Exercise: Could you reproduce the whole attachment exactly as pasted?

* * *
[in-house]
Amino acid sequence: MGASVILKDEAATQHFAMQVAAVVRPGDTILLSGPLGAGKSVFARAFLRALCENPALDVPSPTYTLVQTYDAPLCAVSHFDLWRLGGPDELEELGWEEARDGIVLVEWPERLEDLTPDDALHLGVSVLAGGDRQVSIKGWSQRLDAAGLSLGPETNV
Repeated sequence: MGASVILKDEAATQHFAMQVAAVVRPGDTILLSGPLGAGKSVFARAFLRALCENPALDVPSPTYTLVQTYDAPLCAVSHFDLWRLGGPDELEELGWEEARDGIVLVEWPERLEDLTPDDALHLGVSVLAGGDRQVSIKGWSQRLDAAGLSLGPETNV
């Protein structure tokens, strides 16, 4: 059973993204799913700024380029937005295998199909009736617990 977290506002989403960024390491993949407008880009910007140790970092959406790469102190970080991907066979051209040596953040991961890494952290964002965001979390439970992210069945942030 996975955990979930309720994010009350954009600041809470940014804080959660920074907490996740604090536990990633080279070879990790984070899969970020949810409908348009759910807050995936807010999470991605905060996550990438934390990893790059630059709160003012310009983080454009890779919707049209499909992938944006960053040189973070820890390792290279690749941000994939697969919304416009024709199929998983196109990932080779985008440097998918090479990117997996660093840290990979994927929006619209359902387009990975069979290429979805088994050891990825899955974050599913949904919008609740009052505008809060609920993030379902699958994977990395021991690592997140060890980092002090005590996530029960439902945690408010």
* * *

[in-house]
Amino acid sequence: MGASVILKDEAATQHFAMQVAAVVRPGDTILLSGPLGAGKSVFARAFLRALCENPALDVPSPTYTLVQTYDAPLCAVSHFDLWRLGGPDELEELGWEEARDGIVLVEWPERLEDLTPDDALHLGVSVLAGGDRQVSIKGWSQRLDAAGLSLGPETNV
Repeated sequence: MGASVILKDEAATQHFAMQVAAVVRPGDTILLSGPLGAGKSVFARAFLRALCENPALDVPSPTYTLVQTYDAPLCAVSHFDLWRLGGPDELEELGWEEARDGIVLVEWPERLEDLTPDDALHLGVSVLAGGDRQVSIKGWSQRLDAAGLSLGPETNV
């Protein structure tokens, strides 16, 4: 059973993204799913700024380029937005295998199909009736617990 977290506002989403960024390491993949407008880009910007140790970092959406790469102190970080991907066979051209040596953040991961890494952290964002965001979390439970992210069945942030 996975955990979930309720994010009350954009600041809470940014804080959660920074907490996740604090536990990633080279070879990790984070899969970020949810409908348009759910807050995936807010999470991605905060996550990438934390990893790059630059709160003012310009983080454009890779919707049209499909992938944006960053040189973070820890390792290279690749941000994939697969919304416009024709199929998983196109990932080779985008440097998918090479990117997996660093840290990979994927929006619209359902387009990975069979290429979805088994050891990825899955974050599913949904919008609740009052505008809060609920993030379902699958994977990395021991690592997140060890980092002090005590996530029960439902945690408010």